Policy ForumClimate Adaptation

Evaluating Flood Resilience Strategies for Coastal Megacities

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Science  02 May 2014:
Vol. 344, Issue 6183, pp. 473-475
DOI: 10.1126/science.1248222

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  1. CREDIT: NEONJELLYFISH/ISTOCKPHOTO
  2. Strategies for protection vs. reducing vulnerability.

    (Left) Strategy S2c reduces the length of the coastline of the NYC-NJ area as much as possible, to minimize flood protection costs. Two storm-surge barriers are developed: one large barrier that connects Sandy Hook in NJ and the tip of the Rockaways in Queens, NY, and a barrier in the East River. Some lower spots (bulkheads, levees, or landfill) on the inside of the protection system will be elevated to accommodate rising water levels caused by Hudson River peak discharges during a storm event. (Right) Strategy S3 combines cost-effective flood-proofing measures with local protection measures of critical infrastructure. Such a “hybrid solution” aims at keeping options open: either (a) building codes can be enhanced in the future with additional local protection measures or (b) storm-surge barriers can be developed. See SM for details.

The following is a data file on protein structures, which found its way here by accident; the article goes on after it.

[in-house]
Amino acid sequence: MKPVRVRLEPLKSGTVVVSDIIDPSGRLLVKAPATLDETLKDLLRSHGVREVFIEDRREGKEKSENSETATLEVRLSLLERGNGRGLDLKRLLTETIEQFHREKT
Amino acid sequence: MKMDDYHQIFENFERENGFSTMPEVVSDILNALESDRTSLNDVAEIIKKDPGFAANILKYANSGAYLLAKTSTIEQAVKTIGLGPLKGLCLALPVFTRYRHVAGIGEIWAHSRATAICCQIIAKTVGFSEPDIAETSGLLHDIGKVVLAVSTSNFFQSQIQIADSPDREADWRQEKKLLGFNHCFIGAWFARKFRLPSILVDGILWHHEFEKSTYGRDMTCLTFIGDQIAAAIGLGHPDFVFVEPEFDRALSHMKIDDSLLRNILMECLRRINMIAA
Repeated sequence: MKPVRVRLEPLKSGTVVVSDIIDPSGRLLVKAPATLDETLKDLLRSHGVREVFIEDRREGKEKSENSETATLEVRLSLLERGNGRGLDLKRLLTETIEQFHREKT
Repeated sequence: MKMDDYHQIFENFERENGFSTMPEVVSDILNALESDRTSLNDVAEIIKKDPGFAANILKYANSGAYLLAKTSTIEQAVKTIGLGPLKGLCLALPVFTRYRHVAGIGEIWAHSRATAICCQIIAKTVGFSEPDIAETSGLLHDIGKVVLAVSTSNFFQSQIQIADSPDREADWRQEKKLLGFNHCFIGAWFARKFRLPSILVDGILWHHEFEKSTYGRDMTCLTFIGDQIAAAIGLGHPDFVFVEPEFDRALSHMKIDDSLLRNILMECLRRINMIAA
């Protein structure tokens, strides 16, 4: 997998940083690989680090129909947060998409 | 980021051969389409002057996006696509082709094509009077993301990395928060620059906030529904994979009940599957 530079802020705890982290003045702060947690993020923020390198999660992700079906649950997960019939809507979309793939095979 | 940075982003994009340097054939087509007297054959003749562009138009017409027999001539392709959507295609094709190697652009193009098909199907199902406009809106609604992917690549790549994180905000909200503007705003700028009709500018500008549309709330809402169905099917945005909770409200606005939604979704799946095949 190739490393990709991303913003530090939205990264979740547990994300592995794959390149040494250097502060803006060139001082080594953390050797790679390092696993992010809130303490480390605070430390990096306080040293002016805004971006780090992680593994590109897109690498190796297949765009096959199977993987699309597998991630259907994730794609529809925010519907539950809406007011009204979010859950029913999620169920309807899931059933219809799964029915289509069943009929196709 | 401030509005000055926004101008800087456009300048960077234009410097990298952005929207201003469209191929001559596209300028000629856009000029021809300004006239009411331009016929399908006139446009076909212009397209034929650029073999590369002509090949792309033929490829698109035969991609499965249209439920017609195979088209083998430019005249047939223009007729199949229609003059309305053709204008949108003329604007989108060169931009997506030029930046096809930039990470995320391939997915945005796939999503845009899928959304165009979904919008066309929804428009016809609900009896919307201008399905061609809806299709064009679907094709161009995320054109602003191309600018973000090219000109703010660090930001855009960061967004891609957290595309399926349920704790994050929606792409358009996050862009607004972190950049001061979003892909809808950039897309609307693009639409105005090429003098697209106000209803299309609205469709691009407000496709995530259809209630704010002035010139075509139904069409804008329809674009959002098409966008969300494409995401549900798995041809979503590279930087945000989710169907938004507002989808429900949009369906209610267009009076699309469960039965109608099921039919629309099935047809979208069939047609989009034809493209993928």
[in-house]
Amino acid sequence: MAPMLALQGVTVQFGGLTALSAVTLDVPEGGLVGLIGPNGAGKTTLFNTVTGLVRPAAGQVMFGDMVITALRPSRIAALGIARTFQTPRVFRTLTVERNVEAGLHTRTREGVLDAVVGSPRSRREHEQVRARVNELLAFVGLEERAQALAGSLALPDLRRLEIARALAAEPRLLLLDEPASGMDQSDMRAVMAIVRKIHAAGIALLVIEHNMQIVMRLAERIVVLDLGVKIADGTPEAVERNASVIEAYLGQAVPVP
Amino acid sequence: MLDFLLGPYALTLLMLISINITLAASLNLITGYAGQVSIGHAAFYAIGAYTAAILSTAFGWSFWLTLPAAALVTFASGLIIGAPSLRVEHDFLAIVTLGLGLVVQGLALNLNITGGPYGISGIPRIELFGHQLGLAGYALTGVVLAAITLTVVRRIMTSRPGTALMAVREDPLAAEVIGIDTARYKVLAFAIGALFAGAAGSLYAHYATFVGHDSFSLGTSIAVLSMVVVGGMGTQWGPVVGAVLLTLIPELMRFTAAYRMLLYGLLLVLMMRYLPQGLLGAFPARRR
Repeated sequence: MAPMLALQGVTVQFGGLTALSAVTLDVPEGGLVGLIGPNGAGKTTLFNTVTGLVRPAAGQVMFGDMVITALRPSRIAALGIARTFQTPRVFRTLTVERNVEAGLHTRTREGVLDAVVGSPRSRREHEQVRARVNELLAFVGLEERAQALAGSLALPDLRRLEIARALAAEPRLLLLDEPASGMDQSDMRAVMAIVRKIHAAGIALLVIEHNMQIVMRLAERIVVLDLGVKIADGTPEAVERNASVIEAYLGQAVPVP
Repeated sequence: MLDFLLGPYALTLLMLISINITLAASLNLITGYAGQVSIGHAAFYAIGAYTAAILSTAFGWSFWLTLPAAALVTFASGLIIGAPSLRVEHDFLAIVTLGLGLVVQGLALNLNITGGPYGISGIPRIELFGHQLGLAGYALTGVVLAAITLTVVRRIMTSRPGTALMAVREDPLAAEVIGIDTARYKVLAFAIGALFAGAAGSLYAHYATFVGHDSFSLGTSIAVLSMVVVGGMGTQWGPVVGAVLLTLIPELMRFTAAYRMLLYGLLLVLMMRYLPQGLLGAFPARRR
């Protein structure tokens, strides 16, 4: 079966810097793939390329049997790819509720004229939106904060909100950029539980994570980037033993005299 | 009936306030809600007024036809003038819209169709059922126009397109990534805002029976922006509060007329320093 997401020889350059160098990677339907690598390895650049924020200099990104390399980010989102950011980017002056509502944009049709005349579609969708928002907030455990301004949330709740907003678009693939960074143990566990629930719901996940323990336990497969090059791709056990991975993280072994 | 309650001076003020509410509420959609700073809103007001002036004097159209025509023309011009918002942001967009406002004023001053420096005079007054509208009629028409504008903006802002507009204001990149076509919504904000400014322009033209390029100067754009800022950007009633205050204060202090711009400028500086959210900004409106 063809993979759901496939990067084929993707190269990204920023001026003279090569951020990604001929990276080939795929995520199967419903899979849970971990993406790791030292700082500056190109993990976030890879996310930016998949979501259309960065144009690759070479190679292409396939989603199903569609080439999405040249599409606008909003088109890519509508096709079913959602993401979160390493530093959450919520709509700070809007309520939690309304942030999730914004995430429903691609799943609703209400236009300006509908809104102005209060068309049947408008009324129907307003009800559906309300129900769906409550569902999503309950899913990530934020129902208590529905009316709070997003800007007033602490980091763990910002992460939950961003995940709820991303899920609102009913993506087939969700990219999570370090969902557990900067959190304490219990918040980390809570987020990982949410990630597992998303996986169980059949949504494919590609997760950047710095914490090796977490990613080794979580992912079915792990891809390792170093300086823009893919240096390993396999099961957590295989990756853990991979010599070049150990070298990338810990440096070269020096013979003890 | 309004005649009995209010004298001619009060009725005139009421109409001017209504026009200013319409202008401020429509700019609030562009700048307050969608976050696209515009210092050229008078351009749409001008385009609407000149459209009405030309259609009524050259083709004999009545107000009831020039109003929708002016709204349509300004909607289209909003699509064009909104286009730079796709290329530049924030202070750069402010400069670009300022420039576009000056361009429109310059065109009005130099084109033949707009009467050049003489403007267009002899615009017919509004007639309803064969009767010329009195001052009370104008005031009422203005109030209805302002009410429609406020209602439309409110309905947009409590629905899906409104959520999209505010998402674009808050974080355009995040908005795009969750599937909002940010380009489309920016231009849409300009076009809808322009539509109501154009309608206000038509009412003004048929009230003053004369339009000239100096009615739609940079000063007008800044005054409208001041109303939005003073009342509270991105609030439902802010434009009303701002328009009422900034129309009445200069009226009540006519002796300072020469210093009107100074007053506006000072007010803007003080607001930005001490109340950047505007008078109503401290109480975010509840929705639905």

3. Costs and main BCA results of flood management strategies.

    (Top) Total costs. Environ. dyn., environmental dynamics; inv., total investment as billions of U.S. dollars; maintenance, maintenance costs as millions of U.S. dollars per year; n.a., not applicable. (Bottom) BCA results with modeling uncertainty as 95% confidence intervals (in parentheses). If BCR > 1, then the measure is cost effective. For S3, BCA results are shown for the scenario of high effectiveness of wet flood-proofing. See SM for details.